Many companies today have either a quality department for inspection of their product, or inspection is build in as part of the process. Even if they perform a 100% inspection of every product that leaves their facility, there are no guarantees that the product will meet the customer's quality requirements all the time. Each product you produce is different in some way from the one you made prior. There are thousands of variables that affect thousands of characteristics of your product. We live in an environment that is constantly changing. This reality exists for manufacturing as well as the service sector. It is not feasible to measure every characteristic of the product. There are no tools to detect every characteristic. What is critical is to control the important parameters of the process throughout the product life cycle. This helps to ensure that the quality is built into the product as it is manufactured.
What most companies do is select a handful of characteristics that they believe are important to their customer. They measure those few to ensure that they meet customer requirements. They perform their 100% inspection, and if the product passes it is shipped to the customer. They are very surprised when they get a phone call from the customer that their product ruined the customer's lot, and their customer not only wants their money back but wants to be compensated for the losses as well. At that point the quality manager will retrieve the test results from the product, which shows that the product passed all quality inspection requirements before shipment. He or she will kindly forward those results to the customer with a word of advice "The problem is not ours it's on your end."
The dispute may go on for years or be resolved quickly when the customer vows never to buy any products from this vendor again. Either way the cost will be substantial to our manufacturer. What went wrong? The 100% inspection was performed and product passed? Whose fault was it? Costly investigations are performed many times without a resolution. The reason for the failure may not have been anyone's fault. It could be that a change in your process or manufacturing environment affected a characteristic of the product that you were not measuring. The customers may not be aware that this particular characteristic affects the performance of their manufacturing process. Something in customers manufacturing process changed that made their process more sensitive to this characteristic.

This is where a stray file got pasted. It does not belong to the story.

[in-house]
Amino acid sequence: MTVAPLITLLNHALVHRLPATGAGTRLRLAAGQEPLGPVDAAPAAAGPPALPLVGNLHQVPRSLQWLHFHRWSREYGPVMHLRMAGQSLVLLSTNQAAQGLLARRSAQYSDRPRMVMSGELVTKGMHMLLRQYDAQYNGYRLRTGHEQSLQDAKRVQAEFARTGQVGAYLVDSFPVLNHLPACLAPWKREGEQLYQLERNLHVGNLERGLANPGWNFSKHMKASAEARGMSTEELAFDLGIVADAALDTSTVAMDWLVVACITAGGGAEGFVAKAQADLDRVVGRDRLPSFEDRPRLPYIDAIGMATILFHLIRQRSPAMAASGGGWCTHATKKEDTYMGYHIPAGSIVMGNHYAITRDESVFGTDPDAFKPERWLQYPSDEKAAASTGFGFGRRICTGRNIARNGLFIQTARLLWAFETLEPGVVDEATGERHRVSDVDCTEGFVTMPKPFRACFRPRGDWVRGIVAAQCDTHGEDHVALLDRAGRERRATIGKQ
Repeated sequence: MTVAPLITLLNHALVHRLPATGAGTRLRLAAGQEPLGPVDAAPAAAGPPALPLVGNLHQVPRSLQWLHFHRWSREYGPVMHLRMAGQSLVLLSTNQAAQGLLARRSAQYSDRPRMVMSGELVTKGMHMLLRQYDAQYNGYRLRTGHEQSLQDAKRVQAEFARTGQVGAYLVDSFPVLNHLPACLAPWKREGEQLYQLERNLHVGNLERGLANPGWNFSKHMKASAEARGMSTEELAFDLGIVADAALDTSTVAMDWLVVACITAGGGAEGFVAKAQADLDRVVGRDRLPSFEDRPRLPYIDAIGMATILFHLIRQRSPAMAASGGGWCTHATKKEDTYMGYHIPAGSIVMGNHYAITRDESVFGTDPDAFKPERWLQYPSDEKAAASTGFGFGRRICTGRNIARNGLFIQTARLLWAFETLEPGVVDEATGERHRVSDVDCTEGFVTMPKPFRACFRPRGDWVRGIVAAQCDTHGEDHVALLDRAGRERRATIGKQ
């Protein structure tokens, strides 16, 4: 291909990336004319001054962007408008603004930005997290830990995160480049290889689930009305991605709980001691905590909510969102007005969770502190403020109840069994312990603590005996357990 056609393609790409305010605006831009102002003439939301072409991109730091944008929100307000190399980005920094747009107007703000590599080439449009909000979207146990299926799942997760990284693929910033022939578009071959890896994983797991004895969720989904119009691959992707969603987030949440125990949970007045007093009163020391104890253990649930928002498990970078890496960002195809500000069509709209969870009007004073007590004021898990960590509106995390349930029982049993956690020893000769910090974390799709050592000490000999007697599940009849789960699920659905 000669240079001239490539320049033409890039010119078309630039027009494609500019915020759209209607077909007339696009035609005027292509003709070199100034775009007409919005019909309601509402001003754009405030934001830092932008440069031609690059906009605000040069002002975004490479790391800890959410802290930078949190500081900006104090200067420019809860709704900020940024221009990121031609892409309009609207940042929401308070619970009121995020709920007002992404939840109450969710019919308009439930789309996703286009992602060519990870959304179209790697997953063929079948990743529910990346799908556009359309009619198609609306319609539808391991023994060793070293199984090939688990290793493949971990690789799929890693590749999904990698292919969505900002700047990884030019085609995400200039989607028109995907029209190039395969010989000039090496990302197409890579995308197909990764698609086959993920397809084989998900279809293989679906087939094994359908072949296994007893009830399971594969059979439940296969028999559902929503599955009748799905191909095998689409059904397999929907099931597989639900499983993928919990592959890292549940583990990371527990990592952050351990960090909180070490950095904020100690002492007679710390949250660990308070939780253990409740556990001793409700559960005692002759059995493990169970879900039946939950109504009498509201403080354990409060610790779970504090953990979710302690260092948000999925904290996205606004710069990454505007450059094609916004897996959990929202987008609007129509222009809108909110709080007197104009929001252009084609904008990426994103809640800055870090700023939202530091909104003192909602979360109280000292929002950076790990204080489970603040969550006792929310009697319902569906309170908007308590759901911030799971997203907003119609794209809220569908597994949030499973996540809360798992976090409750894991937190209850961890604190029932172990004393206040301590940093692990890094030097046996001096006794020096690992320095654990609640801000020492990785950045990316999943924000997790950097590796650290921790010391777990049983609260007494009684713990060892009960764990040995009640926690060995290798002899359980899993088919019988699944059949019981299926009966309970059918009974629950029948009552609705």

The best way to ensure that product quality is consistent is to monitor and control process characteristics. This includes the manufacturing process as well as measurement process. Consistent process delivers consistent product. Those who choose to rely only on the final inspection to ensure quality of the product will pay in loss of business, disagreements, and loss of market share. Therefore, even though you can't inspect quality into the product, you can ensure that quality is built into your product. Controlling process parameters and responding to changes quickly ensures that the product characteristics do not vary.
The best example of this is the frustrating process of trying to duplicate the recipe of your family's traditional thanksgiving stuffing. It never seems to taste as good as what your predecessors made. Unfortunately all the recipes include is the ingredients, sequence of the steps, appliance settings and time. The process is usually not described and process adjustments that are made throughout are not described either. The characteristics that are measured throughout the process are affected by the accuracy of measurement of the ingredients, the quality characteristics of the ingredients themselves, the size of each ingredients (1 cup of celery cut to 1/4 inch size will contain more celery than 1 cup of celery cut to 1/2 inch size), duration of each step, the temperature of the stove top, the type of pan used, the ingredients in a brand of bread, oven temperature accuracy and heat distribution, etc. You might say your predecessors had the same issues. You would be right. The difference is they have gained the experience and ability to monitor their process and make adjustments throughout the process. The recipe does not capture these adjustments.
No matter what process you are responsible for, you need to monitor and control it. Monitored and controlled manufacturing process will produce the most consistent product. Monitoring and controlling service product will deliver consistent service. Monitoring and controlling measurement and inspection process delivers consistent results.